- Furthermore, Qtr decreases with increasing temperature because the T of the device in the blocking state increases with temperature at a constant current;7 in other words, to achieve T = 1 at an elevated temperature, less anode current, thus gate current [see equation (3) of Appendix I], is required; thus, Qtrb decreases. The input charge, which is equal to the sum of Qtr, Qr, and QDR, decreases as the temperature rises.
- With increasing temperature, the minimum current trigger charge decreases roughly exponentially. Actual data from an MCR729 deviates slightly from the exponential trend. At higher temperatures, the rate of decrease is slower; also, the rates of decrease of Qin vary; for large pulse widths, the recombination charge becomes more significant than for small pulse widths.
- As a result, as expected, and as shown in the figure above, Qin decreases more rapidly with the temperature at high pulse widths.
Effect of Blocking Voltage
- An SCR is an avalanche mode device; the device turns on due to carrier multiplication in the middle collector junction. The empirical equation provides the multiplication factor,
- M = Multiplication factor
V = Voltage across the middle “collector’’ junction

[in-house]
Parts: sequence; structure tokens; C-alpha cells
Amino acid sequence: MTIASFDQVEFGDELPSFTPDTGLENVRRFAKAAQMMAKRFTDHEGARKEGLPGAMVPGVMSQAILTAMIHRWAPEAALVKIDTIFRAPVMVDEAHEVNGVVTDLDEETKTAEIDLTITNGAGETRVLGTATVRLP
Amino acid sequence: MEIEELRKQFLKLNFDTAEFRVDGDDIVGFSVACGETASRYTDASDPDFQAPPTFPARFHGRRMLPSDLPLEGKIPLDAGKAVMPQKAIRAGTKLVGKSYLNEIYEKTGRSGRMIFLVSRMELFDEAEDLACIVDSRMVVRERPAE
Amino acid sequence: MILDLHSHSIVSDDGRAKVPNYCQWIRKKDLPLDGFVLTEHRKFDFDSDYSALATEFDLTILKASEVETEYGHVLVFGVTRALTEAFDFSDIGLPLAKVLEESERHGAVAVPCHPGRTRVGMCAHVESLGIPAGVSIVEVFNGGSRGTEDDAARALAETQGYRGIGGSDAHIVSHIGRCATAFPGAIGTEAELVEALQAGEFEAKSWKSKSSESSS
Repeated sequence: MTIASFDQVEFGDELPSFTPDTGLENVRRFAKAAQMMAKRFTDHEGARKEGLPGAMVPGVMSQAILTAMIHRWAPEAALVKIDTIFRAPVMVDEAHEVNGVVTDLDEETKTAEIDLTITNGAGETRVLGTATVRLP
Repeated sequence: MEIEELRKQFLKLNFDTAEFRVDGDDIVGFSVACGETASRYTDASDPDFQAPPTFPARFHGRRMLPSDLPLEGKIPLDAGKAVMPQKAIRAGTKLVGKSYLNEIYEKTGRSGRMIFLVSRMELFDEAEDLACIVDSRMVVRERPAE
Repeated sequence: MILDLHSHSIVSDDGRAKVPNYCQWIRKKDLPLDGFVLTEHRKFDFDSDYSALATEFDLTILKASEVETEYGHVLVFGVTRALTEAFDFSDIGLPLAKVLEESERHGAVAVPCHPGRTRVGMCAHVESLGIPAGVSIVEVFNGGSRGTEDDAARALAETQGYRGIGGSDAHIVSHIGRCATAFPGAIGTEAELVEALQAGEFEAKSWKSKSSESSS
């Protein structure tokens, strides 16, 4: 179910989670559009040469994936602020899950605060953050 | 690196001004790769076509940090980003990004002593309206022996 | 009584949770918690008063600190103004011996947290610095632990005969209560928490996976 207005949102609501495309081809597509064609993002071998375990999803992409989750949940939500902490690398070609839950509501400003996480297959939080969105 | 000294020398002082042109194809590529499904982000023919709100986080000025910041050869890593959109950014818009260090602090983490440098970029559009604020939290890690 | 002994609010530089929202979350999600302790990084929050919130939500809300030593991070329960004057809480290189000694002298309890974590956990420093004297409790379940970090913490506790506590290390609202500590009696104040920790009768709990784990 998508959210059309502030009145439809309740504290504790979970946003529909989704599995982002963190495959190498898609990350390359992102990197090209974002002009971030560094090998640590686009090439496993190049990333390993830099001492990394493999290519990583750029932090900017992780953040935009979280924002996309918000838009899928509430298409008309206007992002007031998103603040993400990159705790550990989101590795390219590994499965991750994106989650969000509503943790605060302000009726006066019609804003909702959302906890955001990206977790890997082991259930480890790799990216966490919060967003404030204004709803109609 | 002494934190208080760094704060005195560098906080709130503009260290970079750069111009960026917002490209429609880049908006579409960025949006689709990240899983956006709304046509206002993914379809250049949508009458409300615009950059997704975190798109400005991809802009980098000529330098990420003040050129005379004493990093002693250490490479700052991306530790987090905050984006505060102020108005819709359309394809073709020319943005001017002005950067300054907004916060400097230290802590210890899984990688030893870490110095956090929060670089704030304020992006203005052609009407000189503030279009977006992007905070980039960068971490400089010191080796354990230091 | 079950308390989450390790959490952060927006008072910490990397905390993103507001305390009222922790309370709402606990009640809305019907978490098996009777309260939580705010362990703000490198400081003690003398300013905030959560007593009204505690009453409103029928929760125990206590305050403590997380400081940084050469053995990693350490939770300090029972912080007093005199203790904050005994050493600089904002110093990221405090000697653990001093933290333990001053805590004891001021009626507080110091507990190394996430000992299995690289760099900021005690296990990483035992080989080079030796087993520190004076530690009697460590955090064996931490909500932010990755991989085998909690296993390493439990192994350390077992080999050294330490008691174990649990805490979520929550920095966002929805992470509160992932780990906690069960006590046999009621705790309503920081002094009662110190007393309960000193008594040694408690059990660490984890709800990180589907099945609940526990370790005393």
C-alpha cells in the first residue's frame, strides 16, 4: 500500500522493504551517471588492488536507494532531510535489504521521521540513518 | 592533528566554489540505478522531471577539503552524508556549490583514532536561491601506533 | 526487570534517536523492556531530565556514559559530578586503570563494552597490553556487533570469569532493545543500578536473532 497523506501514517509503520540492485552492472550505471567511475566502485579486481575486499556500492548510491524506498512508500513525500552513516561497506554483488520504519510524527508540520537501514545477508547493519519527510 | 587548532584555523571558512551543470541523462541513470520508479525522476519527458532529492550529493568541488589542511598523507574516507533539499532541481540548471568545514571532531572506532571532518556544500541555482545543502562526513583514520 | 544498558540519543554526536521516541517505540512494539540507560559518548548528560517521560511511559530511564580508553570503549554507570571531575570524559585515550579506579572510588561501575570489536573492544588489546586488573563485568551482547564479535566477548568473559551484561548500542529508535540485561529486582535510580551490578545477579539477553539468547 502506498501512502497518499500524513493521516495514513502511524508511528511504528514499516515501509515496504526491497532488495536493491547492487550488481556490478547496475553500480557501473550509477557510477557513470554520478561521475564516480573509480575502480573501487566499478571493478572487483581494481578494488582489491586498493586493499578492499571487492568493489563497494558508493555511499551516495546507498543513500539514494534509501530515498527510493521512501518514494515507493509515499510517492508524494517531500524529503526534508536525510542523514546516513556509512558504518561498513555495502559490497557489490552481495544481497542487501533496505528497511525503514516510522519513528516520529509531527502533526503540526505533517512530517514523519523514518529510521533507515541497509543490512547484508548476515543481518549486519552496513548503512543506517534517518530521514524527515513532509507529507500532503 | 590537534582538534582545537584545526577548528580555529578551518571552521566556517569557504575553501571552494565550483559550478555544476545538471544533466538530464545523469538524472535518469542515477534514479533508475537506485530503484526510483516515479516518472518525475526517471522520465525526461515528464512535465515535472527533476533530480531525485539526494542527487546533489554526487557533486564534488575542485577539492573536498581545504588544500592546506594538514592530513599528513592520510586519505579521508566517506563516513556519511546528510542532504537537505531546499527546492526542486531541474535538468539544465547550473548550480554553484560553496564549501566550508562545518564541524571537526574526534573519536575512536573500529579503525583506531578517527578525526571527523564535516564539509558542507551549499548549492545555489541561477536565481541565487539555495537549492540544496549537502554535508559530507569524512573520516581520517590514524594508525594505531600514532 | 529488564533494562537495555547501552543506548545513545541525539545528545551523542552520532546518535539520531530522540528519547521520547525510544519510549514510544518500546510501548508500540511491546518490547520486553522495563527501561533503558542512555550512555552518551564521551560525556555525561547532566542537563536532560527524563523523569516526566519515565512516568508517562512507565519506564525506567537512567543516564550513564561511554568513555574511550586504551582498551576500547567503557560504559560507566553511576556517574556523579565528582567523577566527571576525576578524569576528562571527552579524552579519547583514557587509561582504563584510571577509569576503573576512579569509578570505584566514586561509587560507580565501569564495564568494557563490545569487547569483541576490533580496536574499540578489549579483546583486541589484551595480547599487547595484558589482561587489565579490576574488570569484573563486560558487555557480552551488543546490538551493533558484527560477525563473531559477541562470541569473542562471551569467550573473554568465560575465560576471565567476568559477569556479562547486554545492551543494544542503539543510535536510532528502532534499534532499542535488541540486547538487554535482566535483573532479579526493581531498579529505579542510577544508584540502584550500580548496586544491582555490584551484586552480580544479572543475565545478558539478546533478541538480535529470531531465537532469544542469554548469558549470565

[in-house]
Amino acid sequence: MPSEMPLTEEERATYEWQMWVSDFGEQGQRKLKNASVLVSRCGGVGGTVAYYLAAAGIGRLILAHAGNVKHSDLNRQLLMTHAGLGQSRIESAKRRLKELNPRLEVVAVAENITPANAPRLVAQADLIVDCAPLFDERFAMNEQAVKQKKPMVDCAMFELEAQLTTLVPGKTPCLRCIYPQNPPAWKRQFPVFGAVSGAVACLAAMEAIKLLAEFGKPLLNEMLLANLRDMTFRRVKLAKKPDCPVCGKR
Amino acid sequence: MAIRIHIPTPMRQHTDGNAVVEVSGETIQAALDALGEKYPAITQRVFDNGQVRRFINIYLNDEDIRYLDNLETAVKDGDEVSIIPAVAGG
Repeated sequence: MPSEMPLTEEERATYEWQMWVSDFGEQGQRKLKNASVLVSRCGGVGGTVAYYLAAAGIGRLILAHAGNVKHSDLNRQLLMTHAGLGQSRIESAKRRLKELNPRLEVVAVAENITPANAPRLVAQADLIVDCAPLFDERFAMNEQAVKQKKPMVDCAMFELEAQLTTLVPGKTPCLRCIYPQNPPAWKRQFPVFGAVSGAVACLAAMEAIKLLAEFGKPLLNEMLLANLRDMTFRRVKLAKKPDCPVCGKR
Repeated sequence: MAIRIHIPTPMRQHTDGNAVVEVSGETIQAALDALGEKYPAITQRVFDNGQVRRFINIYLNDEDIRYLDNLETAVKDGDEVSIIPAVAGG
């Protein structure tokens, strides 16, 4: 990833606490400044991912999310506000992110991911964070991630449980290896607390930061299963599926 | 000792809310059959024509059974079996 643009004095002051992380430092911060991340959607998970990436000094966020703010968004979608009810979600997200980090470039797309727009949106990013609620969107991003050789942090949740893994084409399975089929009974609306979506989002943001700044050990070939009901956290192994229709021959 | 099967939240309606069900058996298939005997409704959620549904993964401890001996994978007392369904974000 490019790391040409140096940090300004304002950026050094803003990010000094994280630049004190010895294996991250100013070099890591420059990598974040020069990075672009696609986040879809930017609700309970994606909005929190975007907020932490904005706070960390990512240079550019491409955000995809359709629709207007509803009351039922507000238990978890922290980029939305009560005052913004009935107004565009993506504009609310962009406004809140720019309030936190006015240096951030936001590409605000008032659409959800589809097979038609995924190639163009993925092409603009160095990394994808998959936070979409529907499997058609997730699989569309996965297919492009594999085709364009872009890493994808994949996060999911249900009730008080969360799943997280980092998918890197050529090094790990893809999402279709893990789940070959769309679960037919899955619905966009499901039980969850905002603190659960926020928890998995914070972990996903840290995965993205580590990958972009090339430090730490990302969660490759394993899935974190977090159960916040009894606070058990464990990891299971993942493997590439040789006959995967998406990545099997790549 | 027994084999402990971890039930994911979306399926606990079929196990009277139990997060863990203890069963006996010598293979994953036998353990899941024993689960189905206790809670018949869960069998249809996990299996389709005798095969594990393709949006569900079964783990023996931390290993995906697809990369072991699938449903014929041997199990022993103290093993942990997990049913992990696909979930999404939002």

(voltage at which the device is blocking before turn−on).
VB = Breakdown voltage of the middle “collector’’ junction
n = Some positive number
- As V increases, M increases as well (the current amplification factor α = γδβM factor, and δ Factor of recombination). The greater the V, the greater the T. The minimum gate trigger charge would be expected to decrease as V increased. This effect is demonstrated by experimental results. The gate trigger charge of the MCR729 is only slightly affected by the voltage at which the device is blocking before turning on; this reflects the small exponent, n, in the above equation.
Effect of Gate Circuit
- As previously stated, the total amplification factor must be greater than unity for the device to turn on. This means that if some current is drained from the gate, causing the regeneration current to bleed, the turn-on will be affected. The lower the gate trigger charge, the higher the gate impedance. Because the regenerative current before turning on is small, the gate impedance only has a minor effect on the required minimum trigger charge; however, if the gate is overdriven to achieve a fast switching time, the gate circuit impedance will be noticeable.
Effect of Inductive Load
- The presence of an inductive load slows the change in anode current with time, causing the required charge for triggering to increase with inductance value. The inductive load has little effect on dc or long pulse width current triggering, but it has a significant effect on short pulse width current triggering, as shown in the Figure below. The charge rises because, at short pulse widths, the trigger signal is reduced to a negligible level before the anode current reaches a level sufficient to sustain turn-on.